Nutritional Sciences program grows fast, adds lab
By Lana Sweeten-Shults
GCU News Bureau
Angelica Placencia had her heart set on becoming a nurse. Then she took an introductory nutrition class and that was it.
“My passion for nutrition came out of nowhere; it surprised me,” said Placencia, who in December is slated to be among the first graduates of Grand Canyon University’s burgeoning Bachelor of Science in Nutritional Sciences program. Since being introduced in fall 2019, the program has grown so quickly it has surprised the science faculty in the College of Science, Engineering and Technology.
It now touts almost 100 students along with a new addition to the faculty, Director of Nutrition and Dietetics Courtney Baker. The college also is anticipating the opening of a program-dedicated facility, the Nutritional Sciences Lab, which will welcome its first students when in-person classes begin this fall.
“For a program that’s 1 year old, that’s really good,” said Dr. Bina Vanmali, the college’s Sciences Program Director.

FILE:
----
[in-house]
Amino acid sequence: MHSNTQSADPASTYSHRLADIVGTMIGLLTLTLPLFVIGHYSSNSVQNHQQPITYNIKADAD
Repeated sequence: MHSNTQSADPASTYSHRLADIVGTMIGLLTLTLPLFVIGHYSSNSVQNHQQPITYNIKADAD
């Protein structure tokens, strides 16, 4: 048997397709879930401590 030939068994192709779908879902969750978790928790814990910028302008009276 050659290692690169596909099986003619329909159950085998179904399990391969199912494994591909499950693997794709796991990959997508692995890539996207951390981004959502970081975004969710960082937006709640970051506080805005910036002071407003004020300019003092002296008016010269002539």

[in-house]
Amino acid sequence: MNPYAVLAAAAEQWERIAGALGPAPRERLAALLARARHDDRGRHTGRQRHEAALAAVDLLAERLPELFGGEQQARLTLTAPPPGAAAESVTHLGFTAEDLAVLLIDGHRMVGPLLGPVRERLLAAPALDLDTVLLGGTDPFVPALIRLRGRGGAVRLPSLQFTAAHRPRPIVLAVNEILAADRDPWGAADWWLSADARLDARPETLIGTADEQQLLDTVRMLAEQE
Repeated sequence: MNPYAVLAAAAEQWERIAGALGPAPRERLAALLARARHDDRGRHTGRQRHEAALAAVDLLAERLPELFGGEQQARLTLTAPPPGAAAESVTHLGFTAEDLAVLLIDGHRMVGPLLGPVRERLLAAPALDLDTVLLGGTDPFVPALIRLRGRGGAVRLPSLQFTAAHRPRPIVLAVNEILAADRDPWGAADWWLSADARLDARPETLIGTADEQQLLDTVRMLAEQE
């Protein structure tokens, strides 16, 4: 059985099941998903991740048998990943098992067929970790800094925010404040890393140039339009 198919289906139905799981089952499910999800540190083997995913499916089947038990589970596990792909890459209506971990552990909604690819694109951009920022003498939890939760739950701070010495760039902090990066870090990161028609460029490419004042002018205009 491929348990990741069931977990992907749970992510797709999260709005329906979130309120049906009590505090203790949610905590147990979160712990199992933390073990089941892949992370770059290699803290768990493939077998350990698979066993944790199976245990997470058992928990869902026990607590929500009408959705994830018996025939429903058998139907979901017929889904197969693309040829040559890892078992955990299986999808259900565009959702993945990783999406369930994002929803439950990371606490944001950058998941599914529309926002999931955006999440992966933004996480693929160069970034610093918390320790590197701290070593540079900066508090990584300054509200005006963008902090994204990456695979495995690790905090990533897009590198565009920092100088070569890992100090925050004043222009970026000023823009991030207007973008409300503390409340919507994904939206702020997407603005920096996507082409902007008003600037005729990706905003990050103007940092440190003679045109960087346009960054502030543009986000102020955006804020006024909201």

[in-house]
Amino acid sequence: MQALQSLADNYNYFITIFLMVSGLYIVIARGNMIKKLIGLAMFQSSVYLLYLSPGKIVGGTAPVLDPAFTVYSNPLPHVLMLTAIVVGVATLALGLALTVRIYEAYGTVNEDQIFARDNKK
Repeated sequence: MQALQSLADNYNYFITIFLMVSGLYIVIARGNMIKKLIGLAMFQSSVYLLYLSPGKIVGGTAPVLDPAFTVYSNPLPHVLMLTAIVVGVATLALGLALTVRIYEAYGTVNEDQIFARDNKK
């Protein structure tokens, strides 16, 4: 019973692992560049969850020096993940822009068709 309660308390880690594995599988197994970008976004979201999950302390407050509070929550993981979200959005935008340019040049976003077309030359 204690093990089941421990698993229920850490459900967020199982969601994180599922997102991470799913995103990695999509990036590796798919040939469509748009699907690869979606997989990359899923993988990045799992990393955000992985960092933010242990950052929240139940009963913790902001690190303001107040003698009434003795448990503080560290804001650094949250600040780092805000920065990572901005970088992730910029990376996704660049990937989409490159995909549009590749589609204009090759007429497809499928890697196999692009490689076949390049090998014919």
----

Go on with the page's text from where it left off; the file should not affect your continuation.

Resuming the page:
Nutritional Sciences owes a lot of its expansion to the campus’ students, who pushed for the major and, since it has been added, have nudged it forward by word of mouth.
Not that the University hadn’t already dug its heels into related programs.
“GCU saw a strong interest in the overall field of sports medicine, where we already have well-established programs in Exercise Science and Athletic Training. Nutritional Sciences was the missing piece,” said Dr. Jon Valla, Assistant Dean of Science.
His team saw the popularity of the college’s always packed nutrition class despite being an upper-division elective. It’s so popular that the college recently added a general education course in Nutrition and Wellness (NSC 150). Both courses are also part of the curriculum for the new Nutritional Sciences program.
With so much attention focused on health and nutrition – from the chatter surrounding Keto, Paleo and plant-based diets, to food science trends, such as impossible burgers, to continuing America’s battle against obesity and diabetes – it’s no wonder that the nutritional sciences is as popular as it is.